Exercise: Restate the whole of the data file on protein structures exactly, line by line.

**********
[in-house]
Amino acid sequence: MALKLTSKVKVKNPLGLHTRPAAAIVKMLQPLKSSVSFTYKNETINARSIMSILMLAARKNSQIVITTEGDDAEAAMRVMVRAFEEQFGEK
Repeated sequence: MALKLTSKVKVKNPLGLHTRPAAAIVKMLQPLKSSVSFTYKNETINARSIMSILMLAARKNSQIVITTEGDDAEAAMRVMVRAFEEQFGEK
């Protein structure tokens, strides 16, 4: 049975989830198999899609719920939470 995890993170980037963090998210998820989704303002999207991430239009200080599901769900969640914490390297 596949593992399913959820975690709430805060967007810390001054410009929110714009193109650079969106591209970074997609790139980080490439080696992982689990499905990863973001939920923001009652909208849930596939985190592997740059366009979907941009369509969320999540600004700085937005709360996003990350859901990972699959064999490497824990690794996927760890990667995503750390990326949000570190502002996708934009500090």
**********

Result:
[in-house]
Amino acid sequence: MALKLTSKVKVKNPLGLHTRPAAAIVKMLQPLKSSVSFTYKNETINARSIMSILMLAARKNSQIVITTEGDDAEAAMRVMVRAFEEQFGEK
Repeated sequence: MALKLTSKVKVKNPLGLHTRPAAAIVKMLQPLKSSVSFTYKNETINARSIMSILMLAARKNSQIVITTEGDDAEAAMRVMVRAFEEQFGEK
């Protein structure tokens, strides 16, 4: 049975989830198999899609719920939470 995890993170980037963090998210998820989704303002999207991430239009200080599901769900969640914490390297 596949593992399913959820975690709430805060967007810390001054410009929110714009193109650079969106591209970074997609790139980080490439080696992982689990499905990863973001939920923001009652909208849930596939985190592997740059366009979907941009369509969320999540600004700085937005709360996003990350859901990972699959064999490497824990690794996927760890990667995503750390990326949000570190502002996708934009500090």